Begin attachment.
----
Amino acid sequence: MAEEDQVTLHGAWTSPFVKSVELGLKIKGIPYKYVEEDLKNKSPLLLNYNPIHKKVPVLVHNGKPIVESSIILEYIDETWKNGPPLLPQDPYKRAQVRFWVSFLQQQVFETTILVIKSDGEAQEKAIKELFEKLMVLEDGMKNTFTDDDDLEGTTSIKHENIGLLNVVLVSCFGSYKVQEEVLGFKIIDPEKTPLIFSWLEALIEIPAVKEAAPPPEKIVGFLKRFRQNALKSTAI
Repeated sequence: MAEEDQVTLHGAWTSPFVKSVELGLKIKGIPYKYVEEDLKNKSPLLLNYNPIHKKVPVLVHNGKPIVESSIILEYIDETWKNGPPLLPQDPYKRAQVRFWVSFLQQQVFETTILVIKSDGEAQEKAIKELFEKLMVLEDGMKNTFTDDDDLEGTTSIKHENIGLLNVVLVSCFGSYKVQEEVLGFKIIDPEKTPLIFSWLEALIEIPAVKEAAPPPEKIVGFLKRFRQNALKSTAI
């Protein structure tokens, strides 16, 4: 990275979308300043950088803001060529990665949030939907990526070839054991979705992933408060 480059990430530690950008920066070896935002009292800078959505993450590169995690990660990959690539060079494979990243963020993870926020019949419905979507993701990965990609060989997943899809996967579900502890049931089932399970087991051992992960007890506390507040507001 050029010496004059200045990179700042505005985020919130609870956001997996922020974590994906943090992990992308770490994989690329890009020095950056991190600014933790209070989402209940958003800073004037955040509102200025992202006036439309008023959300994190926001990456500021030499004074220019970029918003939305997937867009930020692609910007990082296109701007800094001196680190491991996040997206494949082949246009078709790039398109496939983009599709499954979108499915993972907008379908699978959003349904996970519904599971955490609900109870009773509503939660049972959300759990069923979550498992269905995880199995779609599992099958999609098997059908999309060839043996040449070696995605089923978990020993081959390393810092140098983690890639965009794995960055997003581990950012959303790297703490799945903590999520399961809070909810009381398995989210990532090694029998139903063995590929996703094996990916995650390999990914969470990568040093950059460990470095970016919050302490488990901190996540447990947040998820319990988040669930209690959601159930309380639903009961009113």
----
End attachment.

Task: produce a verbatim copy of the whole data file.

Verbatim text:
Amino acid sequence: MAEEDQVTLHGAWTSPFVKSVELGLKIKGIPYKYVEEDLKNKSPLLLNYNPIHKKVPVLVHNGKPIVESSIILEYIDETWKNGPPLLPQDPYKRAQVRFWVSFLQQQVFETTILVIKSDGEAQEKAIKELFEKLMVLEDGMKNTFTDDDDLEGTTSIKHENIGLLNVVLVSCFGSYKVQEEVLGFKIIDPEKTPLIFSWLEALIEIPAVKEAAPPPEKIVGFLKRFRQNALKSTAI
Repeated sequence: MAEEDQVTLHGAWTSPFVKSVELGLKIKGIPYKYVEEDLKNKSPLLLNYNPIHKKVPVLVHNGKPIVESSIILEYIDETWKNGPPLLPQDPYKRAQVRFWVSFLQQQVFETTILVIKSDGEAQEKAIKELFEKLMVLEDGMKNTFTDDDDLEGTTSIKHENIGLLNVVLVSCFGSYKVQEEVLGFKIIDPEKTPLIFSWLEALIEIPAVKEAAPPPEKIVGFLKRFRQNALKSTAI
């Protein structure tokens, strides 16, 4: 990275979308300043950088803001060529990665949030939907990526070839054991979705992933408060 480059990430530690950008920066070896935002009292800078959505993450590169995690990660990959690539060079494979990243963020993870926020019949419905979507993701990965990609060989997943899809996967579900502890049931089932399970087991051992992960007890506390507040507001 050029010496004059200045990179700042505005985020919130609870956001997996922020974590994906943090992990992308770490994989690329890009020095950056991190600014933790209070989402209940958003800073004037955040509102200025992202006036439309008023959300994190926001990456500021030499004074220019970029918003939305997937867009930020692609910007990082296109701007800094001196680190491991996040997206494949082949246009078709790039398109496939983009599709499954979108499915993972907008379908699978959003349904996970519904599971955490609900109870009773509503939660049972959300759990069923979550498992269905995880199995779609599992099958999609098997059908999309060839043996040449070696995605089923978990020993081959390393810092140098983690890639965009794995960055997003581990950012959303790297703490799945903590999520399961809070909810009381398995989210990532090694029998139903063995590929996703094996990916995650390999990914969470990568040093950059460990470095970016919050302490488990901190996540447990947040998820319990988040669930209690959601159930309380639903009961009113």